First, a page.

People who suffer from obesity and type 2 diabetes are more likely to become victims of infectious diseases. Both conditions affect the immune system and hence increase the risk of infections. Scientists have long sought a deeper understanding of the mechanism underlying this weakness in the immune system of obese and diabetic individuals.
A study performed at the University of São Paulo's Biomedical Science Institute (ICB-USP) in Brazil has now demonstrated that the propensity of people with obesity and type 2 diabetes to contract infectious diseases is associated with alterations to neutrophils, which are white blood cells that are part of the immune system and inflammatory response and the first cells to react to the presence of an invasive pathogen in the organism.
Findings from the study have just been published in Scientific Reports, an online journal owned by Springer Nature. The study resulted from the doctoral research of biochemist Wilson Mitsuo Tatagiba Kuwabara and was supervised by biologist Tatiana Carolina Alba-Loureiro, currently at Southern Cross University (UNICSUL).
The study was conducted at ICB-USP in the laboratory formerly led by Professor Rui Curi, currently at Butantan Institute and UNICSUL.
"Kuwabara's research is highly important because it shows that the conditions for insulin resistance, which we call metabolic syndrome, are associated with a major alteration to neutrophils. It also suggests this alteration may explain the susceptibility of obese people and diabetic individuals to infectious processes," Curi said.
Kuwabara recalled that the mechanism that makes obese people and diabetic individuals more vulnerable to severe infectious diseases has always been poorly understood. "We found the answer by investigating what happens in neutrophils to transmembrane protein and toll-like receptor TLR4 when it recognizes the toxin LPS in invading pathogens," he said.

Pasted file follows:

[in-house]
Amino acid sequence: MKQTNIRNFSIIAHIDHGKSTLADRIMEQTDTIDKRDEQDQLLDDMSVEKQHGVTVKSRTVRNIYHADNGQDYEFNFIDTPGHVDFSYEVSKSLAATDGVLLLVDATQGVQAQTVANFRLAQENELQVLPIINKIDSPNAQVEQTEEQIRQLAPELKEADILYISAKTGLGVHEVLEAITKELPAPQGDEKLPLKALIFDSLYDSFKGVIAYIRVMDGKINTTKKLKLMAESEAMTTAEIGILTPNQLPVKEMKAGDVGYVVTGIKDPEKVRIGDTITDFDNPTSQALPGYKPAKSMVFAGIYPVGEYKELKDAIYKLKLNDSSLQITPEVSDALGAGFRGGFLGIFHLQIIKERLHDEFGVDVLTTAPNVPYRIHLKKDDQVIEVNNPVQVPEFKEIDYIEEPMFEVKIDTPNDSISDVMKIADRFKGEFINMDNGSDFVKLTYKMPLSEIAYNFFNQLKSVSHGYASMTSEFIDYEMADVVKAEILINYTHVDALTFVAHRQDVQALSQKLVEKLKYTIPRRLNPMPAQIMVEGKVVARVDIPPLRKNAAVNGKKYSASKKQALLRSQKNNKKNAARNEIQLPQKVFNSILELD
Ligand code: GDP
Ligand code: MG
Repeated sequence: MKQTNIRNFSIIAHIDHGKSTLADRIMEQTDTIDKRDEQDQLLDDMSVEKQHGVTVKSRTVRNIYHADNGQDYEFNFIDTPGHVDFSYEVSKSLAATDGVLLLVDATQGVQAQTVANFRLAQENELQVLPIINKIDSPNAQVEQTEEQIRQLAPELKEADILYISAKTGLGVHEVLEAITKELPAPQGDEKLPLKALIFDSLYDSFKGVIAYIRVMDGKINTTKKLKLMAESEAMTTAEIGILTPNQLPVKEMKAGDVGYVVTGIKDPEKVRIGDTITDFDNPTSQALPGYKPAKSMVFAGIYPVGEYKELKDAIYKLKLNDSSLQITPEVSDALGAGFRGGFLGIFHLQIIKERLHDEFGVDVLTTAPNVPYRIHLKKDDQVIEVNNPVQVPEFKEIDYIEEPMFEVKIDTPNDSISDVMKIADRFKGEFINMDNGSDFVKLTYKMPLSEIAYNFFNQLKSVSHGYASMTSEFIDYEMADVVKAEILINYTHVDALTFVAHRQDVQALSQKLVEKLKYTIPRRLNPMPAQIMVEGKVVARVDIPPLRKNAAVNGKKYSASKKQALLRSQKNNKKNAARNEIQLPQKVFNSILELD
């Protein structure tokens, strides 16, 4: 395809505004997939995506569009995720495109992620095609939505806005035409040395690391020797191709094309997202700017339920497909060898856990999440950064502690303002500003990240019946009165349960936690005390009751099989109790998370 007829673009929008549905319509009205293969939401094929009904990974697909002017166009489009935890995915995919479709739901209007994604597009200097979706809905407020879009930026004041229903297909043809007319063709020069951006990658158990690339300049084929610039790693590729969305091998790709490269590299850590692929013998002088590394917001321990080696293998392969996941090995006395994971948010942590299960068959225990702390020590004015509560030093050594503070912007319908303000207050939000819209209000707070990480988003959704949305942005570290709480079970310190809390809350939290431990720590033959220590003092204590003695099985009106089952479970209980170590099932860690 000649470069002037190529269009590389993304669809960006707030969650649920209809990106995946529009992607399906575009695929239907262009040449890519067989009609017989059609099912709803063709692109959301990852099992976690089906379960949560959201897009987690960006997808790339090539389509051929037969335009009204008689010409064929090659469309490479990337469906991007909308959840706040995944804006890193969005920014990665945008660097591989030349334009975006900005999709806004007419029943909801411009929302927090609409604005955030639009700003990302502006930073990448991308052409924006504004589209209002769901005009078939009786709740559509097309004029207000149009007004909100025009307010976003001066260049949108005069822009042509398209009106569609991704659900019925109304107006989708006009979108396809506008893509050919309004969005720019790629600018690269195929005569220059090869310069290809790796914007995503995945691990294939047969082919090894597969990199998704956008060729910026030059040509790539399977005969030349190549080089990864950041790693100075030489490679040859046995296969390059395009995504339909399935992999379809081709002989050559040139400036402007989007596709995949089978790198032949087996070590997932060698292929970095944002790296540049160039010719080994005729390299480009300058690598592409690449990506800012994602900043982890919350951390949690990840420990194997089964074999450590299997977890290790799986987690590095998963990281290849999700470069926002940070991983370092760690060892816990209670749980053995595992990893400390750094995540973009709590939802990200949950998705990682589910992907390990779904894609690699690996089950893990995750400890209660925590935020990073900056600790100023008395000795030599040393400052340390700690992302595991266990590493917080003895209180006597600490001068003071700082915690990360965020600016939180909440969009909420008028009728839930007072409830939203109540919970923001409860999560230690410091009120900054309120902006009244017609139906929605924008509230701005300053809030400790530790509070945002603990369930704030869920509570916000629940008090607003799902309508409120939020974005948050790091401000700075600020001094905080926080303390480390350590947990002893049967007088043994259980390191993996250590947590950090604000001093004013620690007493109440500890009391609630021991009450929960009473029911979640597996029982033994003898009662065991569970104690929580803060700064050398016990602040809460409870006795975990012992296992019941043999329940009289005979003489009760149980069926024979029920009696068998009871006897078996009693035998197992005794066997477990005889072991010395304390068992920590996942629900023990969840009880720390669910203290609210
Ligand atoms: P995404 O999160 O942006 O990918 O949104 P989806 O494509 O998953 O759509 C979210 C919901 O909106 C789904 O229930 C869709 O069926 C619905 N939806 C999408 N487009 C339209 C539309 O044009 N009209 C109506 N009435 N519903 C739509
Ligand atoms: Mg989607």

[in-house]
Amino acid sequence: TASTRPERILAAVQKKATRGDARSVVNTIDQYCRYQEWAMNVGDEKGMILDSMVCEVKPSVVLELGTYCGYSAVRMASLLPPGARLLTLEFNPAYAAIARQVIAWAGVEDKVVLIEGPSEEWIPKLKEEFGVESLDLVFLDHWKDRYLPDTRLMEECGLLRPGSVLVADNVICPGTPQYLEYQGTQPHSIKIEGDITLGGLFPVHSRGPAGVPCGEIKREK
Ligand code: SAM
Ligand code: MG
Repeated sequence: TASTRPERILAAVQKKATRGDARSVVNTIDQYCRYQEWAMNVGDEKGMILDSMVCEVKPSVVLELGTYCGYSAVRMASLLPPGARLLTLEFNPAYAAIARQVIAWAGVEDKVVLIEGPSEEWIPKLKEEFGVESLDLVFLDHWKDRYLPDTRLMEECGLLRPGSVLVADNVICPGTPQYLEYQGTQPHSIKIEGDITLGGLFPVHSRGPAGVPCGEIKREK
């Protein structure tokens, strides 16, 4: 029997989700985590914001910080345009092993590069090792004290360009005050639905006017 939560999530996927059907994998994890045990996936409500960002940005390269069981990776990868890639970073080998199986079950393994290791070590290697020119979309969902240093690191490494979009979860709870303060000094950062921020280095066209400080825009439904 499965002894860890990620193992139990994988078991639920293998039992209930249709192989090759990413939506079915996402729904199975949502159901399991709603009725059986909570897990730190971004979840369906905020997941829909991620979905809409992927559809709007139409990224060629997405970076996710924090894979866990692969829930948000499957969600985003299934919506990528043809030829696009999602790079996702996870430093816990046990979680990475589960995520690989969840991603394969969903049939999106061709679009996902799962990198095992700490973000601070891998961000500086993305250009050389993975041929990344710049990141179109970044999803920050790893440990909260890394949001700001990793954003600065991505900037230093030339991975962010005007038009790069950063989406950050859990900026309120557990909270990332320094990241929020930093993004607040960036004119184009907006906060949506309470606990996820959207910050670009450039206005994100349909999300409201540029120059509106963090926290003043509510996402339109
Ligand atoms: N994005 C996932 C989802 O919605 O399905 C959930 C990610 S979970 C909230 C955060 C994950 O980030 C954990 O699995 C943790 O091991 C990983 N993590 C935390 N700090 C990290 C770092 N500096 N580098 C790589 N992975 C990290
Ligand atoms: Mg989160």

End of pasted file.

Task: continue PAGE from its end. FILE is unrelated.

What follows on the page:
Toll-like receptors (TLRs) are a family of proteins that play a key role in the innate immune system. Impaired activation of TLR4 is a mechanism that can weaken the capacity of immune cells to combat pathogens.
"TLR4 is a membrane receptor and is found in the external membrane of most cells in the organism, but its main role takes place in immune cells. When TLR4 makes contact with invading pathogens, it triggers an immune response by the organism," Kuwabara said.
TLR4 is activated when it comes into contact with gram-negative bacteria. More specifically, TLR4 activation occurs when the receptor detects a toxin called lipopolysaccharide (LPS) in the external membrane of gram-negative bacteria. When this happens, TLR4 tells the organism to produce more inflammatory substances to combat the invading pathogens. LPS is a soluble endotoxin and can also be found in the bloodstream of infected individuals.
Gram-negative bacteria are among the main causes of severe infectious diseases such as chlamydia, brucellosis, salmonellosis, meningitis, cholera, syphilis and bubonic plague, among others.
The study is part of the regular grant project "The role of neutrophils in the inflammatory response during type 2 diabetes mellitus: cellular and molecular mechanisms", for which Alba-Loureiro is principal investigator, and is associated with the Thematic Project "Cellular and molecular mechanisms of insulin resistance and inflammation in obese Wistar rats and lean Goto-Kakizaki rats: causes and associations with diet and physical exercise", for which Curi is principal investigator.
To understand the TLR4 activation mechanism in obese people and diabetic individuals, Kuwabara performed experiments using two different experimental models with Goto-Kakizaki (GK) and Wistar rats.